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The most ambitious work of fiction by a writer widely considered the most important novelist working in China today
In this darkly comic novel, a group of women inhabits a world of constant surveillance, where informants lurk in the flower beds and false reports fly. Conspiracies abound in a community that normalizes paranoia and suspicion. Some try to flee—whether to a mysterious gambling bordello or to ancestral homes that can be reached only underground through muddy caves, sewers, and tunnels. Others seek out the refuge of Nest County, where traditional Chinese herbal medicines can reshape or psychologically transport the self. Each life is circumscribed by buried secrets and transcendent delusions.
Can Xue’s masterful love stories for the new millennium trace love’s many guises—satirical, tragic, transient, lasting, nebulous, and fulfilling—against a kaleidoscopic backdrop of commerce and industry, fraud and exploitation, and sex and romance drawn from the East and the West.
About the Author
Can Xue is the pseudonym of the new experimental author Deng Xiaohua, born in 1953. Formerly a tailor, she began writing fiction in 1983. Annelise Finegan Wasmoen is academic director and clinical assistant professor of translation at NYU School of Professional Studies. Eileen Myles is a poet, novelist, and art journalist living in New York City and Marfa, Texas. Afterglow (a dog memoir) was published by Grove in September 2017 and Evolution (poems) is out in fall 2018.
“In this dreamlike novel . . . amid increasingly bizarre scenarios, appearances give way to hidden, otherworldly layers.”—New Yorker
“Ambitious . . . masterful . . . Can Xue’s superb experimental novel is sure to keep readers hooked.”—Emily Park, Booklist
“Suspended time . . . narratives [that] shift between chapters . . . buoyancy . . . . humor and surprise . . . The millennium reads not necessarily as a change in years, but as an edge or threshold the characters are moving through.”—Kelly Krumrie, Full Stop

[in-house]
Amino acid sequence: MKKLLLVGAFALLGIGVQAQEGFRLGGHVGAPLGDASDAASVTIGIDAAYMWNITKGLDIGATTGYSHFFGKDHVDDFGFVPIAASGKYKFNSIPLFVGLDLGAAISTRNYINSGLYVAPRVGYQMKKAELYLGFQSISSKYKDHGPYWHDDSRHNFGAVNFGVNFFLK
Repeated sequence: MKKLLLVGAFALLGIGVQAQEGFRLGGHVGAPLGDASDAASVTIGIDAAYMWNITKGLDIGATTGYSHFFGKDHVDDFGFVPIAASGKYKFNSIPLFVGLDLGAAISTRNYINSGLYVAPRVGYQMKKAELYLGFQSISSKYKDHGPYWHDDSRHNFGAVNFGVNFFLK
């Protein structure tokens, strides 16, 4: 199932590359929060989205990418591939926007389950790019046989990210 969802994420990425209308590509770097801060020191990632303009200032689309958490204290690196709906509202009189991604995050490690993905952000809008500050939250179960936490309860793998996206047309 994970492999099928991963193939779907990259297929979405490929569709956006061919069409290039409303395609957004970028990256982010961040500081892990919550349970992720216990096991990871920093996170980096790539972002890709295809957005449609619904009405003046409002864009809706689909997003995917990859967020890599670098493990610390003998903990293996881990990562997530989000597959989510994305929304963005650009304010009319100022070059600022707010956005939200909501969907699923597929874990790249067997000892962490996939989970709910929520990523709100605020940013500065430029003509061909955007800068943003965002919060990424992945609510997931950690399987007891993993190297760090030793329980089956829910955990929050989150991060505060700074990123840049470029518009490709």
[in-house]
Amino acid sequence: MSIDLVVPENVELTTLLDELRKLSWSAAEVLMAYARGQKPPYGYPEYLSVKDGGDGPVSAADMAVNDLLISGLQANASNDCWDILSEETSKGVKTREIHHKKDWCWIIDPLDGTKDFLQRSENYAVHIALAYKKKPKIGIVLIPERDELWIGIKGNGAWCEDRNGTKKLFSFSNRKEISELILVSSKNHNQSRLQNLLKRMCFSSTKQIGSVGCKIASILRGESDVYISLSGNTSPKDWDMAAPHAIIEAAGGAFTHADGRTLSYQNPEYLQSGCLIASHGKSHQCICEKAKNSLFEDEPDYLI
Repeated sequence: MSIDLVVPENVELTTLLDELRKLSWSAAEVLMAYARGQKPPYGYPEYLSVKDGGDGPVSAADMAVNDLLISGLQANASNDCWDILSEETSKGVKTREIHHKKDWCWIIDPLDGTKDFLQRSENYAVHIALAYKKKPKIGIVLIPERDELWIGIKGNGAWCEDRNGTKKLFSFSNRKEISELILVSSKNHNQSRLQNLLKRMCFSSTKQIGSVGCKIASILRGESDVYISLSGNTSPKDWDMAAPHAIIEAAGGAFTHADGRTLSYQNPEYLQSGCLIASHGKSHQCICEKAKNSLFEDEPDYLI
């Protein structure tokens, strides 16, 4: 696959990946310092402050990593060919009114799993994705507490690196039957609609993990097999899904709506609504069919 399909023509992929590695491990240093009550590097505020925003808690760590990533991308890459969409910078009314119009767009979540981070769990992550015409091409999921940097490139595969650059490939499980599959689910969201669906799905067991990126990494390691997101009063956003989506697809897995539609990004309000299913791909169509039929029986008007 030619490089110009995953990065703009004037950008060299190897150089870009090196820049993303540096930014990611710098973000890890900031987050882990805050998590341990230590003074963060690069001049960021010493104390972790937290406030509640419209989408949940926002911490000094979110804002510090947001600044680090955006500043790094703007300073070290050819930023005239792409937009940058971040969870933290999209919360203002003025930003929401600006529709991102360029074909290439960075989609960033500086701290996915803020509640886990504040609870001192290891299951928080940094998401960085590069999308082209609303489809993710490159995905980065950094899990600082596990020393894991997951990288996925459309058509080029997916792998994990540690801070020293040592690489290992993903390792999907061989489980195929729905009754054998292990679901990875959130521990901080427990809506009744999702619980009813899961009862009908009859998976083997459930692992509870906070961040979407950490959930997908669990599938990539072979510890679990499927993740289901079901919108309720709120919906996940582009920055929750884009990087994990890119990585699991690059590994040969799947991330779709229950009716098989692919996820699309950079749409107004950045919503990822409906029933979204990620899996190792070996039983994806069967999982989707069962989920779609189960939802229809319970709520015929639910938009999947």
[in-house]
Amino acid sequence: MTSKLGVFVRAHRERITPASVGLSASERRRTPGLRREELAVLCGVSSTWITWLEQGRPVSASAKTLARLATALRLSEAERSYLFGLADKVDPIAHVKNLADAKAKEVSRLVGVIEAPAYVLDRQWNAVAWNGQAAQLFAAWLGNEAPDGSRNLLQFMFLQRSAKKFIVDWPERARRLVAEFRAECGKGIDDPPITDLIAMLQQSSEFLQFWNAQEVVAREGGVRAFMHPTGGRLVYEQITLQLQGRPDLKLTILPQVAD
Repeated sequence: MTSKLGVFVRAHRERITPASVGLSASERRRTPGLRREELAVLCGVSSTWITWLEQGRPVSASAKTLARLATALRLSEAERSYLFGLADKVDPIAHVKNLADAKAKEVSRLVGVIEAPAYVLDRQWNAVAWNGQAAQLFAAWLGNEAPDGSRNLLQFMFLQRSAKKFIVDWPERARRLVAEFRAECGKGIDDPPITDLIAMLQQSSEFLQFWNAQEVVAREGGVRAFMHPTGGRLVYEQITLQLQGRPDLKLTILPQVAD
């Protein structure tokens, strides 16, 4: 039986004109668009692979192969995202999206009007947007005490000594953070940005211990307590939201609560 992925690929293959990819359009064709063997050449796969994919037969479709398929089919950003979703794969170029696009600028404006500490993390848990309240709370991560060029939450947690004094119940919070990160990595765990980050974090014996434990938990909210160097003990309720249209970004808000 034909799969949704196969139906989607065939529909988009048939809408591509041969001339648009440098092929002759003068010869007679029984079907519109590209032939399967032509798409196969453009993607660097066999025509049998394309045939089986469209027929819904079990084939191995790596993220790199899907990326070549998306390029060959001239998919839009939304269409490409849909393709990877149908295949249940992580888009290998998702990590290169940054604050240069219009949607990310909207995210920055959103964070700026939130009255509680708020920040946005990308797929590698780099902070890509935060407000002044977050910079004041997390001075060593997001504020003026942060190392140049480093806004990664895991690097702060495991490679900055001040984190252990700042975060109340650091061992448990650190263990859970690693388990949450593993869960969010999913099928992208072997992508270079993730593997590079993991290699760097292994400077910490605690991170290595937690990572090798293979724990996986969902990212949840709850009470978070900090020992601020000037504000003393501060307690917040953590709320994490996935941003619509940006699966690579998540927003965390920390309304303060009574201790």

“Tackling age-old themes of love’s many iterations, Can Xue continues to upend comfortable notions of structure, narrative, plot, and character while crafting stories that linger in the mind long after the last page has been turned.”—World Literature Today
“A mesmerizing, dreamlike novel . . . kaleidoscopic tales of love, loss, and the impermanence of the human condition.”—Ursula Deser Friedman, Reading in Translation
“A solo dance in the dark, a metaphysical picture of secular life that operates on its own elusive emotional logic . . . the book takes place in a dreamscape . . . like looking deeply into a painting—Dali’s playful surprises bathed in Munch’s crepuscular light.”—Kevin Wang, Columbia Journal
“Translator Annelise Finegan Wasmoen conveys a remarkable linguistic simplicity while maintaining the weirdness of Xue’s descriptive passages and dialogues, which are rather like non-sequiturs . . . This is a challenging but worthy path into Xue’s body of work.”—Aaron Robertson, Literary Hub (“The 10 Best Translated Novels of the Decade”)
Best Translated Book Award long list finalist in the Fiction category, sponsored by Three Percent
"Love in the New Millennium is, as always with Can Xue’s work, a marvel. She is one of the most innovative and important contemporary writers in China and, in my opinion, in world literature."—Bradford Morrow, author of The Prague Sonata